ON a three-hour flight back from Hong Kong a couple of days ago, I was seated next to a big-sized African-American woman.
When she saw the boxes of Krispy Kreme doughnuts that I was holding, she exclaimed, "How did you know I like doughnuts, darling?"
I laughed it off, thinking that she was trying to be friendly. However, throughout the flight, she got overly friendly and I started to think that she might have been sexually harassing me.
The seat on her right was unoccupied, but she chose to sleep leaning towards her left where I was seated.
When she slept, her head occupied a quarter of my headrest and her head progressively went lower till it conveniently rested on my shoulders. At the same time, she was pushing her legs against mine deliberately, it seemed.
Subsequently, when she "woke up", she asked if she could lift up the arm rest that was between us. I declined. Instead, she rested her hand above mine.
Every few minutes, she would stretch (deliberately making some form of contact with me) and put her hands into her top and adjust her bra (deliberately facing me).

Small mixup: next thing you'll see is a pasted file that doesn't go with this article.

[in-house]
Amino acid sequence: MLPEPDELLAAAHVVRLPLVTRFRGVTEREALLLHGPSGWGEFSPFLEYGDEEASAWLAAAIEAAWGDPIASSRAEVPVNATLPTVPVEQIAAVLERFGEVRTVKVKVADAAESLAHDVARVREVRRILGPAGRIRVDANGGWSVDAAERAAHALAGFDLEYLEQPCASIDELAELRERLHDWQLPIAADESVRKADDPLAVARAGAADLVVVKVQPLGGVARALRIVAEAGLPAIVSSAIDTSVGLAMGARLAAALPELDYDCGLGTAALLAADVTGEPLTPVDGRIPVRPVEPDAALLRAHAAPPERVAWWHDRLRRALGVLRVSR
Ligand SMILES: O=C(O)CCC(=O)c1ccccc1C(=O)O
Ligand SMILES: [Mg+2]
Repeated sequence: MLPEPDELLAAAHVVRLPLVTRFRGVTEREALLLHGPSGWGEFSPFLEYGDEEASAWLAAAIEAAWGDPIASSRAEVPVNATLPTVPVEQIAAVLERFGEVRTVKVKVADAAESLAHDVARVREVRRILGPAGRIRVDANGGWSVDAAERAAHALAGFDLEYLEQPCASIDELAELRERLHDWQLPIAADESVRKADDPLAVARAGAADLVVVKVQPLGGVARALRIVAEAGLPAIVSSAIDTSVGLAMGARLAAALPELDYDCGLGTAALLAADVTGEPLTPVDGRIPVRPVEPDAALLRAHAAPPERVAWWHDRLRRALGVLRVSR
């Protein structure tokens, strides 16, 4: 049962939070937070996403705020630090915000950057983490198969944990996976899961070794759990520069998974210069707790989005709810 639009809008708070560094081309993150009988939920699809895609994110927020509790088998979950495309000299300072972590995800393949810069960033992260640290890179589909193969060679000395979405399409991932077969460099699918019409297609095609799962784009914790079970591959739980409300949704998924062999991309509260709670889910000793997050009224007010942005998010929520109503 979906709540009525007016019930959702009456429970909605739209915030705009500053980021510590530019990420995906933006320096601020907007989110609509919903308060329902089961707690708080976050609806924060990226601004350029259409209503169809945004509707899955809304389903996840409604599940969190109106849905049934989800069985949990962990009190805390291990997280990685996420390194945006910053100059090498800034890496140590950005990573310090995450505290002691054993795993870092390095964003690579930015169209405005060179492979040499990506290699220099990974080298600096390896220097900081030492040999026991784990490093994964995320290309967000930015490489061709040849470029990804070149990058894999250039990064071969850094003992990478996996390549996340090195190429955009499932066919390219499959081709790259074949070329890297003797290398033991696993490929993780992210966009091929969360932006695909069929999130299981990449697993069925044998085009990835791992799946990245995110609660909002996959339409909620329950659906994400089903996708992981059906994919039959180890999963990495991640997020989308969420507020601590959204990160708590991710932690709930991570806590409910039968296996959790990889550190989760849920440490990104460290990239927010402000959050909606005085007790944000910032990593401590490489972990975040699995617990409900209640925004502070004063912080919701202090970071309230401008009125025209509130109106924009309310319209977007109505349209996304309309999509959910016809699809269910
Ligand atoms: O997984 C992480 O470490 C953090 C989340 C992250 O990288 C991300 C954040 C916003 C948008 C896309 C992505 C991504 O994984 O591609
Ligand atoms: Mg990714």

I decided to take this in my stride and not alert the air crew because I did not want the situation to blow up. I did not want to be recording statements upon landing in Singapore close to midnight.
In addition, I was aware that laws on sexual harassment are not clearly defined in Singapore - there are no laws per se to make it an offence - added to the fact that I am male.
If this case were brought to court, will the judges find that I was not sexually harassed? If I were a female, would this have been different?
My point in writing this is that I feel men need to be protected too. If there were clear laws in place and if I were certain that those acts performed against me constituted sexual harassment, I would definitely have pursued the matter with the air crew and the police, rather than just cowering in my seat waiting for the flight to be over.
As a law undergraduate, I am rather surprised that Singapore, being so tough on many issues such as drug trafficking and murder, does not have an equally harsh stance on sexual harassment.
Many people also think that it is females who are victims of sexual harassment and men are the perpetrators. This is a severe misconception.
Men can be victims of sexual harassment too.
Benjamin Wong Zi Ming
This article was first published in The New Paper on July 21, 2008.